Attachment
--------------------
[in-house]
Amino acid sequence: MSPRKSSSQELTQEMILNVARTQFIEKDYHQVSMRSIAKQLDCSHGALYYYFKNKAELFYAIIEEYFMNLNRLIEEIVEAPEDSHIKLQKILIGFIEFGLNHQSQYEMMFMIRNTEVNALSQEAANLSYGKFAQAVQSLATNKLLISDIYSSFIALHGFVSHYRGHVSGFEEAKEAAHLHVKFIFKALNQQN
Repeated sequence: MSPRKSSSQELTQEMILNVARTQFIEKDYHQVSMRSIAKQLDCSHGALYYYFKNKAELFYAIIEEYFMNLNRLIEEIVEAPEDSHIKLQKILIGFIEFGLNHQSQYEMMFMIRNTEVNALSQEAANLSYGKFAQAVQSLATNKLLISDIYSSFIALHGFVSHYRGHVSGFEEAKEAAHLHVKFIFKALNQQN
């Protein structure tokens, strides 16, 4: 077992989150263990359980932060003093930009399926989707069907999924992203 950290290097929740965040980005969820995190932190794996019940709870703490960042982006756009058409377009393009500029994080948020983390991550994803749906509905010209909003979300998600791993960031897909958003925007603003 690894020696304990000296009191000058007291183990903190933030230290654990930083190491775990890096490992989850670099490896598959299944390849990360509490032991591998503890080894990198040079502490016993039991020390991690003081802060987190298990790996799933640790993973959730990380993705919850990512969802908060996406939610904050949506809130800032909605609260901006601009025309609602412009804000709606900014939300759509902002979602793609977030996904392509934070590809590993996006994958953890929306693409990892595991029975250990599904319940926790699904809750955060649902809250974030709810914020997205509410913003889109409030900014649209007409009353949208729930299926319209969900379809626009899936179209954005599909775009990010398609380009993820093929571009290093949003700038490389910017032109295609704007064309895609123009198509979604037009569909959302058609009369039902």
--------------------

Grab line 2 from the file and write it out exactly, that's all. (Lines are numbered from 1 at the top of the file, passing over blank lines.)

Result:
Amino acid sequence: MSPRKSSSQELTQEMILNVARTQFIEKDYHQVSMRSIAKQLDCSHGALYYYFKNKAELFYAIIEEYFMNLNRLIEEIVEAPEDSHIKLQKILIGFIEFGLNHQSQYEMMFMIRNTEVNALSQEAANLSYGKFAQAVQSLATNKLLISDIYSSFIALHGFVSHYRGHVSGFEEAKEAAHLHVKFIFKALNQQN